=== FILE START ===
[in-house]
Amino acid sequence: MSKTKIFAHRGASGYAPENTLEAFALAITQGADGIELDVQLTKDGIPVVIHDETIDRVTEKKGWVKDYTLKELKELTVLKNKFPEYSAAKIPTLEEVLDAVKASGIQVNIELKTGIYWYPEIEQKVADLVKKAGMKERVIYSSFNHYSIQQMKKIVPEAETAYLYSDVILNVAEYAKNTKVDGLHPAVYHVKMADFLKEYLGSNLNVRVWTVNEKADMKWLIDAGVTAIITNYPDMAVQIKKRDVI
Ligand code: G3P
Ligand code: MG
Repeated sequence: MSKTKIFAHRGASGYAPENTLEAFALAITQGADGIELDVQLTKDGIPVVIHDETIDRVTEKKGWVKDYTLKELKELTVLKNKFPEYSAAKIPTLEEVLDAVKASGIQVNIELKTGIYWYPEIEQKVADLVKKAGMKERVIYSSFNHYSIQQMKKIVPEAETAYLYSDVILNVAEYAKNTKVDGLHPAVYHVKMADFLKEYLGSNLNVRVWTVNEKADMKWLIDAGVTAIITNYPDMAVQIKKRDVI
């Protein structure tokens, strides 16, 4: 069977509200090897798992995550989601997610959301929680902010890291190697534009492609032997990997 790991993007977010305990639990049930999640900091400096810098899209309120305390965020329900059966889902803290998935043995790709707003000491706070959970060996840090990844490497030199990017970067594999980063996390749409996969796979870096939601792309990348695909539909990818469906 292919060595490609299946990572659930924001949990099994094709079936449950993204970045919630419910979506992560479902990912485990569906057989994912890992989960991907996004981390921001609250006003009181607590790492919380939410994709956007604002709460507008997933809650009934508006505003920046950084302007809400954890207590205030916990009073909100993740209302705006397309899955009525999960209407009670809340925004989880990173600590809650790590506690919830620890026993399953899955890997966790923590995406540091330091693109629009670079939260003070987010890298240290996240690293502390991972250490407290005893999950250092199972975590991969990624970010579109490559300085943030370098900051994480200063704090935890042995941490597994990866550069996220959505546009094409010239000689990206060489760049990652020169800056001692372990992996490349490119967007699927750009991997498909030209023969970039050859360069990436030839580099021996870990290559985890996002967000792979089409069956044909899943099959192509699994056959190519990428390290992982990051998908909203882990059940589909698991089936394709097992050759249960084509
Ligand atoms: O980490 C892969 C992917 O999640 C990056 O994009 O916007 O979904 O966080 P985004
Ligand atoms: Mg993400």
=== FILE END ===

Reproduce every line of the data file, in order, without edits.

[in-house]
Amino acid sequence: MSKTKIFAHRGASGYAPENTLEAFALAITQGADGIELDVQLTKDGIPVVIHDETIDRVTEKKGWVKDYTLKELKELTVLKNKFPEYSAAKIPTLEEVLDAVKASGIQVNIELKTGIYWYPEIEQKVADLVKKAGMKERVIYSSFNHYSIQQMKKIVPEAETAYLYSDVILNVAEYAKNTKVDGLHPAVYHVKMADFLKEYLGSNLNVRVWTVNEKADMKWLIDAGVTAIITNYPDMAVQIKKRDVI
Ligand code: G3P
Ligand code: MG
Repeated sequence: MSKTKIFAHRGASGYAPENTLEAFALAITQGADGIELDVQLTKDGIPVVIHDETIDRVTEKKGWVKDYTLKELKELTVLKNKFPEYSAAKIPTLEEVLDAVKASGIQVNIELKTGIYWYPEIEQKVADLVKKAGMKERVIYSSFNHYSIQQMKKIVPEAETAYLYSDVILNVAEYAKNTKVDGLHPAVYHVKMADFLKEYLGSNLNVRVWTVNEKADMKWLIDAGVTAIITNYPDMAVQIKKRDVI
């Protein structure tokens, strides 16, 4: 069977509200090897798992995550989601997610959301929680902010890291190697534009492609032997990997 790991993007977010305990639990049930999640900091400096810098899209309120305390965020329900059966889902803290998935043995790709707003000491706070959970060996840090990844490497030199990017970067594999980063996390749409996969796979870096939601792309990348695909539909990818469906 292919060595490609299946990572659930924001949990099994094709079936449950993204970045919630419910979506992560479902990912485990569906057989994912890992989960991907996004981390921001609250006003009181607590790492919380939410994709956007604002709460507008997933809650009934508006505003920046950084302007809400954890207590205030916990009073909100993740209302705006397309899955009525999960209407009670809340925004989880990173600590809650790590506690919830620890026993399953899955890997966790923590995406540091330091693109629009670079939260003070987010890298240290996240690293502390991972250490407290005893999950250092199972975590991969990624970010579109490559300085943030370098900051994480200063704090935890042995941490597994990866550069996220959505546009094409010239000689990206060489760049990652020169800056001692372990992996490349490119967007699927750009991997498909030209023969970039050859360069990436030839580099021996870990290559985890996002967000792979089409069956044909899943099959192509699994056959190519990428390290992982990051998908909203882990059940589909698991089936394709097992050759249960084509
Ligand atoms: O980490 C892969 C992917 O999640 C990056 O994009 O916007 O979904 O966080 P985004
Ligand atoms: Mg993400």